Back to Home

Active Questions

Husband works full time, won't pay share of house bills. I work part-time & am living pay to pay.
Married Life / 11:05 AM - Saturday May 23, 2009

Husband works full time, won't pay share of house bills. I work part-time & am living pay to pay.

Husband says if I need extra money to get full time job and also I should be buying groceries.House is paid off for one year and no car payments. Should I leave him?

- Asked by marieelaine, Female, 46-55, Toronto, Administrative

Read more about the Rating System


All couples fight over finances. But the fact that the house is paid off for a year and there's no car note says he must be paying something. Unless you make a full time wage on part time effort, obviously he's contributing. What bills are you guys fighting over anyways? The utilities?

If you want him to supplement the money you put towards bills so you can have your own personal indulgences, and he won't and tells you to get a full time job, then do just that. Is there some reason why you can't work full time?

Bottomline, I don't believe this is a divorce-worthy situation. Unfortunately he's a tight wad. If you don't like it, make more of your own money. Maybe he's resentful for having to carry the burden of working the most. You don't mention children. If there are, then that's added stress, responsibility, and COST right there. Get to the bottom of his issue and work on it! You can leave if you want to, but every man has his quirks, and they can be better or far worse than what you're presently experiencing. At least if you stay where you are you'll know what you're up against.

- Response by sxybtch25, A Sportif, Female, 29-35, Who Cares?

Rating Received:

Community Rating: Community Star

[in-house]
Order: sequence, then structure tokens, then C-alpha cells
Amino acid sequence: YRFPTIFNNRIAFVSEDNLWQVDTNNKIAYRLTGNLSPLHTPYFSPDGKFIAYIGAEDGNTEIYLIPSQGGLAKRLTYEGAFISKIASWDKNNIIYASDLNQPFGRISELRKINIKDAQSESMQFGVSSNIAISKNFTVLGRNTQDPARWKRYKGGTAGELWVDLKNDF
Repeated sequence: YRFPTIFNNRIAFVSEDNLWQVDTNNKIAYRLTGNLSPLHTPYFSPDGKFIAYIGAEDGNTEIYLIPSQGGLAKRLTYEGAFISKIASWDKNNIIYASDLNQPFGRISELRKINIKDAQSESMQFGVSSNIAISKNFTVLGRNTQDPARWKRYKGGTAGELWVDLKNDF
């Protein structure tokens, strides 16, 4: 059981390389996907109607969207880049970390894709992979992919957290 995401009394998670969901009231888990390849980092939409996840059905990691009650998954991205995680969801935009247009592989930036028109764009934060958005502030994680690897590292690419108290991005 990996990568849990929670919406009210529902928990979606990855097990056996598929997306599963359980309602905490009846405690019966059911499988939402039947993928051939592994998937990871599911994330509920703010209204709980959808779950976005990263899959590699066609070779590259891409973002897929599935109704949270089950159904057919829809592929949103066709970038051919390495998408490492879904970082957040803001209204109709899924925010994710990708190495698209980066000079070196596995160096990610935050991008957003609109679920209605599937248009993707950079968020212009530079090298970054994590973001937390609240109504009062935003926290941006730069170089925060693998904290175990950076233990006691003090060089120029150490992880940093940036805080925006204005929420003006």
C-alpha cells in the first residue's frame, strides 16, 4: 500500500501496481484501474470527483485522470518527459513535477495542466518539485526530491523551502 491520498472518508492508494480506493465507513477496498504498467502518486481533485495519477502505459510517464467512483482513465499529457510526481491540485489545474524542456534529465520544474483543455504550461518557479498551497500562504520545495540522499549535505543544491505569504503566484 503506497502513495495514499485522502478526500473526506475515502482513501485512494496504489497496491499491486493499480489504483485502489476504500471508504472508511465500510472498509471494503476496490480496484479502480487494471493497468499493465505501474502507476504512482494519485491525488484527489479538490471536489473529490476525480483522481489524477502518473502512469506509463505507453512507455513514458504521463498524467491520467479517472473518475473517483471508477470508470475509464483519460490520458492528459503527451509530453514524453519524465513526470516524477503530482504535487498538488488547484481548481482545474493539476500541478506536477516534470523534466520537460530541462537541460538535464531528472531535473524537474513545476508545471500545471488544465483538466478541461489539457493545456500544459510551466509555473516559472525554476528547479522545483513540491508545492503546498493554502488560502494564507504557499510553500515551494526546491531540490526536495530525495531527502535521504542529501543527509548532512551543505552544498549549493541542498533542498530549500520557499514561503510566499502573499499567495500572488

I think I'd start putting my money in the bank and only taking care of my needs too. He's either spending his money on something he shouldn't, or one of the biggest assholes on the planet. Are the utilities in your name or his? Does he help with housework? Women are suppose to do it ALL, remember? ;p Why don't you work full time?
*sigh* too many questions lol

- Response by twocents47, A Sweet Sarah, Female, 46-55, Who Cares?

Rating Received:


Okay, here's what I figure a fair way to share. Three accounts - mine, yours and ours. All bills and household expenses are paid from ours - including tickets for vacations and so on. Each person pays into ours according to how much they earn. If he earns 70% more, he should pay 70% more of the expenses.

- Response by klaxometro, An Alternative Girl, Female, 29-35, Who Cares?

Rating Received:


Just goes to show that all the A'ology chatter about marriage being nothing more than a means allowing women to get a hold of men's money is all a bunch of hooey. It's perfectly possible, apparently, for the man to shield his assets from his wife, to such a degree that he's actually living off of her while keeping all his money to himself.